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that it is not in the power of man thoroughly to explore the works of God. And thus this reflection again occurs to him as an angel of deliverance, leading him in safety from the dark labyrinth into which he had wandered.
A similar instance in one of the Psalms, where the writer by reflecting on the prosperity of the wicked would have been in danger of wavering in his belief, had it not been for bis firm reliance on Providence, is too excellent and too appropriate to be omitted.
To those that are pure of heart.
Within a little my steps had slipped :
And regarded the prosperity of the wicked.
And their health remains firm;
And are not afflicted like other men :
Violence covers them like a garment;
They surpass the desires of their hearts ;
Loftily they speak ;
And their tongues go through the earth.
And water in abundance is poured out to them.
Is it regarded by the Most High?
And in continual security they amass wealth.
And washed my hands in innocence ?
And chastened in the morning ?
I should deal falsely with the generation of thy children.
But to me it seemed hard ;
And discovered what was their end.
On what slippery places hast thou set them!
Thou hast cast them down to ruin.
They are swept away with sudden destruction.
Thou Lord shall publicly despise their image.
And my reins are pierced ;
And like a beast in thy sight:
Thou holdest me by my right hand.
And conduct me to glory ;
And what besides thee can I desire on earth?
The stay of my heart and my portion is God forever.
Thou destroyest all those who go astray from thee.
But as for me, the presence of God is my delight; In the Lord Jehovah I confide, and recount all thy works. Being thus led anew to the conviction that it is impossible for man to estimate the actions of God, the poet exerts all his power of reason to vindicate the conduct of the Most High. He asserts that all is under the control of God, that each individual thing is to be regarded as a portion of the whole to which it belongs; and that nothing exists for itself alone, or can rise independently above the rest of creation. Every thing, therefore, to be judged of correctly, must be viewed in all the relations which it bears to other existences; but as this is frequently altogether beyond the power of man, he should ever guard against suffering himself to be misled by those isolated facts which are above his comprehension, bearing in mind the warning of Homer : Μοίραν δ' ούτινά φημι πεφυγμένον έμμεναι ανδρών.
N. vi. This is the language which every one should address to himself, to prevent bis being led into error and consequent unhappiness by the contradictions and obscurities to be met with in nature. But, says the poet (v. 3), the greatest evil under the sun is, that one and the same fate happens to all : this is an evil which leads men to the commission of crime ; for it causes Vol. XII. No. 31.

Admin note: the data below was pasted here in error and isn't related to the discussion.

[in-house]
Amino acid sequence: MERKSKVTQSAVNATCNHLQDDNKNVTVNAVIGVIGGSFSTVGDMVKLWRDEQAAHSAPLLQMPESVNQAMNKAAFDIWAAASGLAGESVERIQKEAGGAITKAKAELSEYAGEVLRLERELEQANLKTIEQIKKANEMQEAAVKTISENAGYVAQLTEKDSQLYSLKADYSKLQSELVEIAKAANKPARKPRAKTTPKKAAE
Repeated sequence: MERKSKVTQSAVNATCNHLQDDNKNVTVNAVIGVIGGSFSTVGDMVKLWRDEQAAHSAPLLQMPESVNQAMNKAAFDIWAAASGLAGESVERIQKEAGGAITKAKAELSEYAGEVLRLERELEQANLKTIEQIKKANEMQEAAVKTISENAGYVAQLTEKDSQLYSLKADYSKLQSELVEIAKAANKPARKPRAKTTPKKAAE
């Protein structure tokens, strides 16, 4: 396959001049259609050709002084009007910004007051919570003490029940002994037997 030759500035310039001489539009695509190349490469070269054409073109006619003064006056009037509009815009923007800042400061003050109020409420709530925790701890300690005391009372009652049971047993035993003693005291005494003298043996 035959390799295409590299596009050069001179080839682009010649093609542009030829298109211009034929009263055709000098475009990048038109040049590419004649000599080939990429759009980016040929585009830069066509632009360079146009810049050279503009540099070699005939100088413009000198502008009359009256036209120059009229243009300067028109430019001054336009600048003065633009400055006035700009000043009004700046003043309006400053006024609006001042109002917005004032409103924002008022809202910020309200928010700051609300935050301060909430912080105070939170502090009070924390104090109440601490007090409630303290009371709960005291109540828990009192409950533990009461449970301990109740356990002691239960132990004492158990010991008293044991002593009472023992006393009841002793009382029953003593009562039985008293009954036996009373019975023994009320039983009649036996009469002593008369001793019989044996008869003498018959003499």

them, as our author expresses it, to entertain the idea that the condition of a living dog is preferable to that of a dead lion, since, with death, every thing is at an end. From this doctrine it follows that physical enjoyment is to be pursued as the greatest good; for, says the deluded one, if even during life there is no distinction made between the good and the bad, how much less is it to be expected after death! The poet expresses his pity for mankind in this respect (v. 12), and leaves the reader to his own reflections.
By this mode of viewing it, the apparent inconsistencies of the chapter under consideration are removed, and the preacher appears in the light of a noble moralist free from all reproach. In this chapter also he takes occasion to show that to his reason he owes his deliverance from the labyrinth into which his restless endeavors to penetrate all the secrets of nature had plunged him. For it is reason alone in its highest state of development that can form an estimate of its own powers, and in consequence be is content with comprehending only so much as it is possible for it to know, without attempting what is entirely beyond its reach, and in this manner working its own destruction. The poet illustrates the value of this practical wisdom by an example (v. 14), from which he draws the conclusion that knowledge is to be prized above physical force. In chap. x. he lays down those maxims which this conviction of the preëxcellence of wisdom suggests. He had already (c. 8. v. 2.) recommended obedience to the powers that be : he now describes the blessing which a good ruler and the curse which an evil one may prove to a State ; concluding (v. 20) with the advice not to conspire against the latter however secretly, as it is impossible to tell how soon it may come to his knowledge.